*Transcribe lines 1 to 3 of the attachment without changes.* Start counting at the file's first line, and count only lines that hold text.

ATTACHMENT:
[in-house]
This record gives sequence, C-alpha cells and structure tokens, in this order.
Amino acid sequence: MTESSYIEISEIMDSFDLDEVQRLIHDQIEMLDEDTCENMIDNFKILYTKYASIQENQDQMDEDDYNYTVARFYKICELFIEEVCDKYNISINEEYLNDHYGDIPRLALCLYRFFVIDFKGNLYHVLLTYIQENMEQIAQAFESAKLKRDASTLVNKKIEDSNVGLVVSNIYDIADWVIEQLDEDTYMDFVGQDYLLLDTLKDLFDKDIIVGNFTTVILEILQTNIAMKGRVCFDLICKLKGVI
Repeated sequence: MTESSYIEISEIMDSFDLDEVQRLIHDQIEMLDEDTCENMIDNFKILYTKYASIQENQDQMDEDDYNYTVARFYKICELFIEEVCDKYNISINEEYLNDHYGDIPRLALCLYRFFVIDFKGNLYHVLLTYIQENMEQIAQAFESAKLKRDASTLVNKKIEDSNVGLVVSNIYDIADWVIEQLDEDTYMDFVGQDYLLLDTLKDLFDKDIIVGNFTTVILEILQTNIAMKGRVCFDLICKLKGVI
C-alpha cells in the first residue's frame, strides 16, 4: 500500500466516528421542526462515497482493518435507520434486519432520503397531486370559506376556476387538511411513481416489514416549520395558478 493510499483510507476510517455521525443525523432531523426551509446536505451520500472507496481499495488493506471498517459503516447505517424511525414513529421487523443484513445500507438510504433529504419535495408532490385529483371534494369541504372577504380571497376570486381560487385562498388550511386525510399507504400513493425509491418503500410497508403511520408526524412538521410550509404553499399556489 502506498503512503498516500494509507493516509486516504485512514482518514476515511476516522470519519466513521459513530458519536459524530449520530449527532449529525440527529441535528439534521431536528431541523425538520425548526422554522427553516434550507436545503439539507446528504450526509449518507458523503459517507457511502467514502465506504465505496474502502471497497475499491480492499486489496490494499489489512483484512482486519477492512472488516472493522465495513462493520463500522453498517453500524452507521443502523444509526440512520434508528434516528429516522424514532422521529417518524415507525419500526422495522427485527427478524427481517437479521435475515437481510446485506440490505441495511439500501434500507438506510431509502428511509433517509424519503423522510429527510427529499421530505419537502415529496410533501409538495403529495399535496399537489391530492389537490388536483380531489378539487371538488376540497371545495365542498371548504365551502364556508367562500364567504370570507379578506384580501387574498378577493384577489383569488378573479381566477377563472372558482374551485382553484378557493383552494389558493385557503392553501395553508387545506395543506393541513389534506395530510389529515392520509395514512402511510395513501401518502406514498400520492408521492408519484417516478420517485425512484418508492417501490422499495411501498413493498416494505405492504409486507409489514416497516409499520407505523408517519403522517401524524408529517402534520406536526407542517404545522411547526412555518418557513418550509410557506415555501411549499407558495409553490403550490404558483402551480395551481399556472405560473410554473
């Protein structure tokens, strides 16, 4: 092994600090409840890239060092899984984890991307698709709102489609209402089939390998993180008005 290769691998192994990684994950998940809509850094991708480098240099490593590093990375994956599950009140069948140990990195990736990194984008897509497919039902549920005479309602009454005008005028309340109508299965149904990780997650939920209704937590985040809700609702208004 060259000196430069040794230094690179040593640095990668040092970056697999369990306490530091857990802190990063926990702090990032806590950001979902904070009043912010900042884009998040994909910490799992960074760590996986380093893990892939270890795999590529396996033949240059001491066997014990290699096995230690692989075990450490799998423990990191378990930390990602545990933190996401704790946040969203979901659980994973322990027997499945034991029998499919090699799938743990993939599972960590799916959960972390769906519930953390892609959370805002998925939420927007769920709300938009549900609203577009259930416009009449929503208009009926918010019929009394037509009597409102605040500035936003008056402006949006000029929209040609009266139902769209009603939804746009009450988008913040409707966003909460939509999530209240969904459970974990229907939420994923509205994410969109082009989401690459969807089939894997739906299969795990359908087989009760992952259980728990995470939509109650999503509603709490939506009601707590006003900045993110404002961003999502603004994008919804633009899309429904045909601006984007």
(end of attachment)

[in-house]
This record gives sequence, C-alpha cells and structure tokens, in this order.
Amino acid sequence: MTESSYIEISEIMDSFDLDEVQRLIHDQIEMLDEDTCENMIDNFKILYTKYASIQENQDQMDEDDYNYTVARFYKICELFIEEVCDKYNISINEEYLNDHYGDIPRLALCLYRFFVIDFKGNLYHVLLTYIQENMEQIAQAFESAKLKRDASTLVNKKIEDSNVGLVVSNIYDIADWVIEQLDEDTYMDFVGQDYLLLDTLKDLFDKDIIVGNFTTVILEILQTNIAMKGRVCFDLICKLKGVI